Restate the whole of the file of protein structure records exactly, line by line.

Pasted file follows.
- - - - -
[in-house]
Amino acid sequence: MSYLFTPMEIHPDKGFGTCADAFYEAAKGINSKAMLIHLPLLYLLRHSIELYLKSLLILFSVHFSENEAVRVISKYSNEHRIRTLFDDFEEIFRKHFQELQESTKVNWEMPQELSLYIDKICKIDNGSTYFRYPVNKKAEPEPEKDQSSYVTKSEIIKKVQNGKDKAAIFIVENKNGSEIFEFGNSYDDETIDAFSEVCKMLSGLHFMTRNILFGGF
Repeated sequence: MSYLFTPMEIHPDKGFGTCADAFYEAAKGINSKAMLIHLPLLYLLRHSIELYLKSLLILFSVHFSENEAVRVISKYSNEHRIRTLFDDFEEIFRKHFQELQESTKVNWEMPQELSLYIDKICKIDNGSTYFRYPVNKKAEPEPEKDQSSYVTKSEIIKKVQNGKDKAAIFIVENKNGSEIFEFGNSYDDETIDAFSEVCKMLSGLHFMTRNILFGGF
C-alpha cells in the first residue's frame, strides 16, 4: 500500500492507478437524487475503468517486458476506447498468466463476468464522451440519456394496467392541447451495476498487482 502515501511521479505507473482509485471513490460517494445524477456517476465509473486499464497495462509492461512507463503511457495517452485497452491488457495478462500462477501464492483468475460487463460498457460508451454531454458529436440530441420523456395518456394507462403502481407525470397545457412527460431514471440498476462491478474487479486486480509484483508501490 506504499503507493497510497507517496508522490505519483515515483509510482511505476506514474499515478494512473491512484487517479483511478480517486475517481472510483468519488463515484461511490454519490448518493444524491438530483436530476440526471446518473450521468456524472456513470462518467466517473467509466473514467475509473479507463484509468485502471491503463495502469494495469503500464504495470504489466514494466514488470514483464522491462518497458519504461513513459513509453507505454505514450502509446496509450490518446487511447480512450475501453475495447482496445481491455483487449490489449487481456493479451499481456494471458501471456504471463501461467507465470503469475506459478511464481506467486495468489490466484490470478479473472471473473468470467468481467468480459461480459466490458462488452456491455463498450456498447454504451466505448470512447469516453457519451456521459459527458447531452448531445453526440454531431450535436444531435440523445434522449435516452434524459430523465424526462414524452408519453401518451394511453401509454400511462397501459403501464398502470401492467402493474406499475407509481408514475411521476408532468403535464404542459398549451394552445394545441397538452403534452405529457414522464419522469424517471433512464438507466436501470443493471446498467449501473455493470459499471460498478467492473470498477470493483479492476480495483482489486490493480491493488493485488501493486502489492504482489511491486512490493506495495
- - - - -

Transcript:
[in-house]
Amino acid sequence: MSYLFTPMEIHPDKGFGTCADAFYEAAKGINSKAMLIHLPLLYLLRHSIELYLKSLLILFSVHFSENEAVRVISKYSNEHRIRTLFDDFEEIFRKHFQELQESTKVNWEMPQELSLYIDKICKIDNGSTYFRYPVNKKAEPEPEKDQSSYVTKSEIIKKVQNGKDKAAIFIVENKNGSEIFEFGNSYDDETIDAFSEVCKMLSGLHFMTRNILFGGF
Repeated sequence: MSYLFTPMEIHPDKGFGTCADAFYEAAKGINSKAMLIHLPLLYLLRHSIELYLKSLLILFSVHFSENEAVRVISKYSNEHRIRTLFDDFEEIFRKHFQELQESTKVNWEMPQELSLYIDKICKIDNGSTYFRYPVNKKAEPEPEKDQSSYVTKSEIIKKVQNGKDKAAIFIVENKNGSEIFEFGNSYDDETIDAFSEVCKMLSGLHFMTRNILFGGF
C-alpha cells in the first residue's frame, strides 16, 4: 500500500492507478437524487475503468517486458476506447498468466463476468464522451440519456394496467392541447451495476498487482 502515501511521479505507473482509485471513490460517494445524477456517476465509473486499464497495462509492461512507463503511457495517452485497452491488457495478462500462477501464492483468475460487463460498457460508451454531454458529436440530441420523456395518456394507462403502481407525470397545457412527460431514471440498476462491478474487479486486480509484483508501490 506504499503507493497510497507517496508522490505519483515515483509510482511505476506514474499515478494512473491512484487517479483511478480517486475517481472510483468519488463515484461511490454519490448518493444524491438530483436530476440526471446518473450521468456524472456513470462518467466517473467509466473514467475509473479507463484509468485502471491503463495502469494495469503500464504495470504489466514494466514488470514483464522491462518497458519504461513513459513509453507505454505514450502509446496509450490518446487511447480512450475501453475495447482496445481491455483487449490489449487481456493479451499481456494471458501471456504471463501461467507465470503469475506459478511464481506467486495468489490466484490470478479473472471473473468470467468481467468480459461480459466490458462488452456491455463498450456498447454504451466505448470512447469516453457519451456521459459527458447531452448531445453526440454531431450535436444531435440523445434522449435516452434524459430523465424526462414524452408519453401518451394511453401509454400511462397501459403501464398502470401492467402493474406499475407509481408514475411521476408532468403535464404542459398549451394552445394545441397538452403534452405529457414522464419522469424517471433512464438507466436501470443493471446498467449501473455493470459499471460498478467492473470498477470493483479492476480495483482489486490493480491493488493485488501493486502489492504482489511491486512490493506495495